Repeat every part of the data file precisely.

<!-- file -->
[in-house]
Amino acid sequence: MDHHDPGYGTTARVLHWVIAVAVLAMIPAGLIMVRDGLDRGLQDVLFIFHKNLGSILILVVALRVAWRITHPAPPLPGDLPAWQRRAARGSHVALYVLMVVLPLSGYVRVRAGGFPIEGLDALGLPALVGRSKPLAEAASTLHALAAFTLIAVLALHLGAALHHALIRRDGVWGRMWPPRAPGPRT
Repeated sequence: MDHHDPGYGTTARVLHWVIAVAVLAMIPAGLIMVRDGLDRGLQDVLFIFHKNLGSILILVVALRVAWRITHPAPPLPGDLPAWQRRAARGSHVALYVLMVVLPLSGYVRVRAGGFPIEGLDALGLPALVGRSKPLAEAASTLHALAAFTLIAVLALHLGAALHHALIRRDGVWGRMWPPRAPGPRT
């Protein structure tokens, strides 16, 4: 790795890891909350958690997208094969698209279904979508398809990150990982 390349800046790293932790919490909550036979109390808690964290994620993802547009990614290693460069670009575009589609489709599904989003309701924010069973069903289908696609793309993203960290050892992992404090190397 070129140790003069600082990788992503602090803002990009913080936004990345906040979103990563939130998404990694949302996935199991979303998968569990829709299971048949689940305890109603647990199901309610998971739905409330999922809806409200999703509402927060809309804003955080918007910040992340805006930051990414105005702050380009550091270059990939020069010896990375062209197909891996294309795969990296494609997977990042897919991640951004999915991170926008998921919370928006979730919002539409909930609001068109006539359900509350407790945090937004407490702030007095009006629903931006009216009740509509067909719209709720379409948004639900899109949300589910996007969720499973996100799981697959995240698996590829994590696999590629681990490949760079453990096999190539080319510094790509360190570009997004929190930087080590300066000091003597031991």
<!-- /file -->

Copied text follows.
[in-house]
Amino acid sequence: MDHHDPGYGTTARVLHWVIAVAVLAMIPAGLIMVRDGLDRGLQDVLFIFHKNLGSILILVVALRVAWRITHPAPPLPGDLPAWQRRAARGSHVALYVLMVVLPLSGYVRVRAGGFPIEGLDALGLPALVGRSKPLAEAASTLHALAAFTLIAVLALHLGAALHHALIRRDGVWGRMWPPRAPGPRT
Repeated sequence: MDHHDPGYGTTARVLHWVIAVAVLAMIPAGLIMVRDGLDRGLQDVLFIFHKNLGSILILVVALRVAWRITHPAPPLPGDLPAWQRRAARGSHVALYVLMVVLPLSGYVRVRAGGFPIEGLDALGLPALVGRSKPLAEAASTLHALAAFTLIAVLALHLGAALHHALIRRDGVWGRMWPPRAPGPRT
């Protein structure tokens, strides 16, 4: 790795890891909350958690997208094969698209279904979508398809990150990982 390349800046790293932790919490909550036979109390808690964290994620993802547009990614290693460069670009575009589609489709599904989003309701924010069973069903289908696609793309993203960290050892992992404090190397 070129140790003069600082990788992503602090803002990009913080936004990345906040979103990563939130998404990694949302996935199991979303998968569990829709299971048949689940305890109603647990199901309610998971739905409330999922809806409200999703509402927060809309804003955080918007910040992340805006930051990414105005702050380009550091270059990939020069010896990375062209197909891996294309795969990296494609997977990042897919991640951004999915991170926008998921919370928006979730919002539409909930609001068109006539359900509350407790945090937004407490702030007095009006629903931006009216009740509509067909719209709720379409948004639900899109949300589910996007969720499973996100799981697959995240698996590829994590696999590629681990490949760079453990096999190539080319510094790509360190570009997004929190930087080590300066000091003597031991």